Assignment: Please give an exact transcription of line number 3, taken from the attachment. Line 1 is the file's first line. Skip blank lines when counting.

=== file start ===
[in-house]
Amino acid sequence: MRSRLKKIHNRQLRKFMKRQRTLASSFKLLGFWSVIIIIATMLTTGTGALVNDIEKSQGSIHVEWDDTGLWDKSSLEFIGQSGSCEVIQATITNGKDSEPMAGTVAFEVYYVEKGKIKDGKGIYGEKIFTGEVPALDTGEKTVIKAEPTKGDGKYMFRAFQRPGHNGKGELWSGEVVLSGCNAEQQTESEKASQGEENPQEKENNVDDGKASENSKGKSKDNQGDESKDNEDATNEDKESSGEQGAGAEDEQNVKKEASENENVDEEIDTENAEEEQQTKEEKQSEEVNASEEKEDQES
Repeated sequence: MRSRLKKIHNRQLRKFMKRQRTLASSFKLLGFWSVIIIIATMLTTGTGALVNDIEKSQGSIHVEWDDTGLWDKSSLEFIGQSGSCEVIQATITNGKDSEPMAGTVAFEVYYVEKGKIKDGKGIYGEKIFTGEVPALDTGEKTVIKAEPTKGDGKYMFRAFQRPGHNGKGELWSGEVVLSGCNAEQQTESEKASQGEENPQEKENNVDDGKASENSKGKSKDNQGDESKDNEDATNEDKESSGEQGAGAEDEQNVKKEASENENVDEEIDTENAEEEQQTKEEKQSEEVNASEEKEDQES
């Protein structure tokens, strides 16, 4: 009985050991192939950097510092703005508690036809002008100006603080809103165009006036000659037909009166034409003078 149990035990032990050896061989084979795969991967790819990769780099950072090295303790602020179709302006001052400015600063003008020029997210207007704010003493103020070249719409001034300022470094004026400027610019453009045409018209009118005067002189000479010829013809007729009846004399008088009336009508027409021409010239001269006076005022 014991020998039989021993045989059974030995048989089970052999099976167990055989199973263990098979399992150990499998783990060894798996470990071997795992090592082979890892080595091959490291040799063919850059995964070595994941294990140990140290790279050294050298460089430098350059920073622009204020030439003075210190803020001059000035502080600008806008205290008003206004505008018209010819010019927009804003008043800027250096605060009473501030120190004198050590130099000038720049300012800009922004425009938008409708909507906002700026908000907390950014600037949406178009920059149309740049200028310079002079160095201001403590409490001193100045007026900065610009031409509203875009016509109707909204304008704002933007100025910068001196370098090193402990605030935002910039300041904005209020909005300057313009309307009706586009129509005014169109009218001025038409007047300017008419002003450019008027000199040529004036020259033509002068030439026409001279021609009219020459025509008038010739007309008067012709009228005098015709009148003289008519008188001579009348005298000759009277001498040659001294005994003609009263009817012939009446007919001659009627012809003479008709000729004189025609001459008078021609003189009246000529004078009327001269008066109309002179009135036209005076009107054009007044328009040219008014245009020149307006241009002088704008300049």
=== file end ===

Repeated sequence: MRSRLKKIHNRQLRKFMKRQRTLASSFKLLGFWSVIIIIATMLTTGTGALVNDIEKSQGSIHVEWDDTGLWDKSSLEFIGQSGSCEVIQATITNGKDSEPMAGTVAFEVYYVEKGKIKDGKGIYGEKIFTGEVPALDTGEKTVIKAEPTKGDGKYMFRAFQRPGHNGKGELWSGEVVLSGCNAEQQTESEKASQGEENPQEKENNVDDGKASENSKGKSKDNQGDESKDNEDATNEDKESSGEQGAGAEDEQNVKKEASENENVDEEIDTENAEEEQQTKEEKQSEEVNASEEKEDQES